SIU prof gets $445K grant for genetic research on a devastating childhood cancer
CARBONDALE, Ill. – A researcher at Southern Illinois University Carbondale will use a $445,500 federal grant to explore ways of turning off a genetic switch that allows rare but devasting cancer to progress in children.
Judith Davie, associate professor of biochemistry and molecular biology in the SIU School of Medicine, is receiving a three-year grant from the U.S. Department of Health and Human Services. The grant will help her find genetic-based answers in the battle against rhabdomyosarcoma (pronounced rab-doe-my-oh-sahr-coma), a pediatric cancer that arises from changes to the DNA of normal skeletal muscle cells.
The grant will help Davie, along with graduate and undergraduate students, use DNA sequencing data and tumor samples from cancer patients to run laboratory experiments. The work will build on Davie’s previous discovery of a new kind of oncogene, a gene that can cause a cell to grow out of control, possibly leading to cancer.
Davie’s work on this disease originally began years ago with a grant from the American Cancer Society, and as part of that effort, she gave community talks throughout the area.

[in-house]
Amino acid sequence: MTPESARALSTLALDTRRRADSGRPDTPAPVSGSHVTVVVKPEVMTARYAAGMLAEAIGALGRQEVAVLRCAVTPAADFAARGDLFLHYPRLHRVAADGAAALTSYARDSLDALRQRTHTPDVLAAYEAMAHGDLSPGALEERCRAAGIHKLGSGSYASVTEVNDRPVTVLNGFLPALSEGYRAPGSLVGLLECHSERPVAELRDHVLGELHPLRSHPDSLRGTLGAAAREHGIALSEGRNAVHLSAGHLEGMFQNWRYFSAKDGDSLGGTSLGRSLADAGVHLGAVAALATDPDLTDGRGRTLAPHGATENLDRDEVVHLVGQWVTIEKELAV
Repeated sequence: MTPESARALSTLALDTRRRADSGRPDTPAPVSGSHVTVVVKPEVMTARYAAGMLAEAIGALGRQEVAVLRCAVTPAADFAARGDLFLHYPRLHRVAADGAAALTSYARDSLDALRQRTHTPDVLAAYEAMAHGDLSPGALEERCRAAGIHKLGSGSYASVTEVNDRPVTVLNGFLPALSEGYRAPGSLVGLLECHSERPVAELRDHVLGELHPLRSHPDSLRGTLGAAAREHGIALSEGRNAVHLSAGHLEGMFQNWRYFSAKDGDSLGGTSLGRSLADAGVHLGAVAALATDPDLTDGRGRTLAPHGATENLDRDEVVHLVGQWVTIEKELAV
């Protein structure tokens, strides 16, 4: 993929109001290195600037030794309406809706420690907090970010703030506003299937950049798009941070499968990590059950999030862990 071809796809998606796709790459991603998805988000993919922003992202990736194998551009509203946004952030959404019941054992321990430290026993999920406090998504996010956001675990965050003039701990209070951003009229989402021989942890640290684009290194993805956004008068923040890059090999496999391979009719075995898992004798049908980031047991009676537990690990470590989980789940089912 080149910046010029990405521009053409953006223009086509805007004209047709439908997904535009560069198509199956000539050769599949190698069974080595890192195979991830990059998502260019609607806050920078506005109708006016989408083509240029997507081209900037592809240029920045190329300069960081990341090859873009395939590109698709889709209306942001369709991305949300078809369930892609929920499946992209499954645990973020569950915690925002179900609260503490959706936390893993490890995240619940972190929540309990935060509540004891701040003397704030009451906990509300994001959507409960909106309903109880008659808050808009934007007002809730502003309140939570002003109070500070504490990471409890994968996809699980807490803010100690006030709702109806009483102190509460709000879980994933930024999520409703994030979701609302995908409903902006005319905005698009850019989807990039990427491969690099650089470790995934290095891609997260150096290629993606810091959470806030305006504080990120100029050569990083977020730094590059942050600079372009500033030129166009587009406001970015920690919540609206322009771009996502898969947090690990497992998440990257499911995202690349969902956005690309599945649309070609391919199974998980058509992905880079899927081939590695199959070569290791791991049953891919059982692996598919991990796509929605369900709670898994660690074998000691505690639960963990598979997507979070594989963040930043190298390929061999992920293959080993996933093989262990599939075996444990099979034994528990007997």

“At almost every talk, a parent or relative approached me with a story about a child – a son, a niece, a grandchild – all who had been affected by this disease,” she said. “The loss of every child is a tragedy. The more we understand, the more we can help.”
Specifically, Davie is investigating a transcription factor called TBX2. Transcription factors are proteins that can turn specific genes “on” or “off” by binding to nearby DNA.
A type of transcription factor known as an activator boosts transcription, which is the process of copying DNA information into a new molecule, or RNA, resulting mRNA (messenger RNA). Repressor transcription factors, which include TBX2, decrease the rate of this process.
TBX2 is highly expressed in rhabdomyosarcoma, where it represses several key tumor suppressors, Davie said. The grant will help her identify the signaling pathway that turns on TBX2, as well as learn more about the novel tumor suppressor genes repressed by TBX2.
“We hope this information will help develop new therapeutic strategies for treating rhabdomyosarcoma,” Davie said. “If we can turn off TBX2, the tumor-suppressor genes would come on and slow the growth or kill the tumor cells like they’re supposed to do.”